One could object to my interpretation of these results by suggesting that they merely reflect the GOP’s long standing antipathy toward government.  Except that isn’t true.  In the graph below, I break down the amount of trust in government by party and presidential administration going back to Lyndon Johnson’s presidency when the trust question started to be asked regularly by the American National Election Study.  It shows that Republicans have often trusted the government to do what is right quite a lot.  Indeed Republicans have consistently expressed more trust than Democrats when Republicans have occupied the White House.  In fact, during George W. Bush’s presidency, when the GOP also mostly enjoyed majorities in both houses of Congress, Republicans in the electorate trusted the government more than any time since the 1960s when pretty much everyone trusted the government.  Republicans in the Bush years trusted the government more than they did during the Reagan years.
 

 
What is perhaps most striking about this graph is just how wide the Republicans’ swings are, especially lately.  Since trust collapsed after Vietnam and Watergate, Democrats’ average trust scores have fluctuated within a relatively narrow 10 percentage point band between 30 and 40 percent.  For Republicans, that band is nearly five times as wide.  In fact, trust in government among Republicans dropped an incredible 50 percentage points between the Bush II years, when their party controlled government, to the first two years of the Obama administration, with Democrats firmly in control.   
 
Also remarkable is how much the gap has grown between Republicans’ and Democrats’ trust in government at given points in time.  Of course, there has always been a tendency for people to trust government more when their side has been  in office, but the differences have generally not been that large.  The average party difference during the first six presidencies in the time series was about 9 percentage points.  That party difference nearly doubled to 17.75 points in the George W. Bush years, and then tripled to 28 points during Obama’s first term.  Something fundamental has changed.  Never big fans of being governed by Democrats, Republicans are now completely rejecting the notion.
 
Why is this important for the debate about polarization?  These data may help explain why the federal government all but ground to a halt in 2010.  Gridlock does not require Republicans and Democrats to disagree fundamentally about specific policies.  Indeed, in his recent New Yorker piece, Ezra Klein ably notes just how many policies Democrats pursued in Obama’s first term (e.g. individual health care mandate, cap and trade) that were very recently Republican ideas.  Furthermore Ronald Reagan himself was something of a Keynesian in his approach to reviving a flagging economy in the early 1980s, and George W. Bush had no fear of deficit spending either.  More important than specific policy disagreements is how one side regards the other.  Do they dislike them?  Do they distrust them?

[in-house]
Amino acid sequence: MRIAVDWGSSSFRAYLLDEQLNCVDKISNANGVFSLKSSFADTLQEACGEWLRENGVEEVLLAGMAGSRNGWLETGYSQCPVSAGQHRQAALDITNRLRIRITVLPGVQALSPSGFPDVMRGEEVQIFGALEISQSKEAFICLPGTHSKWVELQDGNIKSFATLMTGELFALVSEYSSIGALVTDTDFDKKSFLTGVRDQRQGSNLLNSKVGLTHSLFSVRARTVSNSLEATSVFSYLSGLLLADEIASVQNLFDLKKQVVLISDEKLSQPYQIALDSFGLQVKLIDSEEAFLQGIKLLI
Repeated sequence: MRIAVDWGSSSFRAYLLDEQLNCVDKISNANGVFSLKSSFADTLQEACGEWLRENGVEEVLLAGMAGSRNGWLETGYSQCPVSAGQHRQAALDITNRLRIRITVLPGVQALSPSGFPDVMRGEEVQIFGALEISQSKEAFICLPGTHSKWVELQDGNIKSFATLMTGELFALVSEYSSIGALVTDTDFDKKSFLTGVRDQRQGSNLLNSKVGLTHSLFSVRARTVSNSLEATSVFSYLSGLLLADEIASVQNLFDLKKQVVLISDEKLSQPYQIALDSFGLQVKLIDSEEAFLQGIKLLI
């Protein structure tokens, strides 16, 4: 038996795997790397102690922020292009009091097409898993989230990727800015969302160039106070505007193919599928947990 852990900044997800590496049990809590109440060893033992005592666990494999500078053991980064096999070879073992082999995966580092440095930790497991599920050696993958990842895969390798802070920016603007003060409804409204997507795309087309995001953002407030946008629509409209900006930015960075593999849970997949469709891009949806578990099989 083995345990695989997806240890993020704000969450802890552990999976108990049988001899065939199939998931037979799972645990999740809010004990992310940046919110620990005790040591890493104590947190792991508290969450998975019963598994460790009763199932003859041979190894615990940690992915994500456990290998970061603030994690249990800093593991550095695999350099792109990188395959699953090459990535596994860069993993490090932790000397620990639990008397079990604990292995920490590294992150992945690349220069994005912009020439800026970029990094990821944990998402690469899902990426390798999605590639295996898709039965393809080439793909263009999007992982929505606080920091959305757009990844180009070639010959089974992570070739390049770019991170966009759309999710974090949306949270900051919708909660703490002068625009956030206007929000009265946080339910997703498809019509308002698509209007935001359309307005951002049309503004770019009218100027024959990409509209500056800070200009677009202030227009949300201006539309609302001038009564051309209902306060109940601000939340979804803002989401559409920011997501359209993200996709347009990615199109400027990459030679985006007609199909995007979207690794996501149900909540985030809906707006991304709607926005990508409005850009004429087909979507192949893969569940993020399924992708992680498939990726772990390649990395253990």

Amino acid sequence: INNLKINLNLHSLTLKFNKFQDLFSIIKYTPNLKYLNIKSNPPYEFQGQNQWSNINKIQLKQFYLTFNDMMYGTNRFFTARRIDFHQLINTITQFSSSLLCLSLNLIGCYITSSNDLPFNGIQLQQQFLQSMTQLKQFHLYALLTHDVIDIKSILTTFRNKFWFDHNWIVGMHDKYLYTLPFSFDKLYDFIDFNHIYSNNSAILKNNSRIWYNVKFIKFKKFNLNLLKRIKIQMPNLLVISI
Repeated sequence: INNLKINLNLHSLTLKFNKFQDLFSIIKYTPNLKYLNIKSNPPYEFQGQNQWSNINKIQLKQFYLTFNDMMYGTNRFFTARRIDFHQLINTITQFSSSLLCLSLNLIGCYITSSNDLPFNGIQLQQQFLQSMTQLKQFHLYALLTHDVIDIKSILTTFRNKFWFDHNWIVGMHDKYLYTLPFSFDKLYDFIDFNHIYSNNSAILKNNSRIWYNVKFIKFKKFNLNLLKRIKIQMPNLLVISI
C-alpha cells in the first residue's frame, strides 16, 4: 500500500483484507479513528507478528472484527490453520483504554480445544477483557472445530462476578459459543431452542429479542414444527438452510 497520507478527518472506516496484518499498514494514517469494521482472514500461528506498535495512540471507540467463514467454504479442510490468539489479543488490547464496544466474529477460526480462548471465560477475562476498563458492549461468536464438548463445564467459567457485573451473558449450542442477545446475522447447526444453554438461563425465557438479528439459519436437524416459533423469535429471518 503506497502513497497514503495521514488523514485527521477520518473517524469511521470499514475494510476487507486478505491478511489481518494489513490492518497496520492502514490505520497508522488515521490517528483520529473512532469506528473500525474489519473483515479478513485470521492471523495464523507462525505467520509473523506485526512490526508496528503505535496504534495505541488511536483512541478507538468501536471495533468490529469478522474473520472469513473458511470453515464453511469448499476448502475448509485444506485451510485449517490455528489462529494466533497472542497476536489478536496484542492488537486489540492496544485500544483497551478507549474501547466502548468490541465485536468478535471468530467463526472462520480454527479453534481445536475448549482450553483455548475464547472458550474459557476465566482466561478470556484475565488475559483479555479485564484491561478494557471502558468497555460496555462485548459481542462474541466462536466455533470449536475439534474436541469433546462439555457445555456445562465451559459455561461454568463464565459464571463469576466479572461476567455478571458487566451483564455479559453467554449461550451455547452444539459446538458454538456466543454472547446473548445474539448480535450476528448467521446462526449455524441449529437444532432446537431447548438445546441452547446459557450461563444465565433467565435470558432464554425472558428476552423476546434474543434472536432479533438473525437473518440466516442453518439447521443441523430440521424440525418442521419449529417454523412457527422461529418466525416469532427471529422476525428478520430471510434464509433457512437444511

The design of American political institutions requires compromise.  Compromise requires both sides to make sacrifices.  That is, for public consensus to emerge and to motivate policy change, a sizable number of conservatives or liberals must be willing to sacrifice their general ideological principles to allow their ideological opponents leeway to pursue their policy goals.  Those who trust government more are most willing to make such sacrifices.  With next to no Republicans willing to make such sacrifices these days, it makes the country far more difficult to govern. .  That captures the essence of polarization and helps us understand why Washington is so dysfunctional today.

- Marc Hetherington, Vanderbilt University

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Our goal is to educate the public about social science research on improving inter-group relations across moral divides.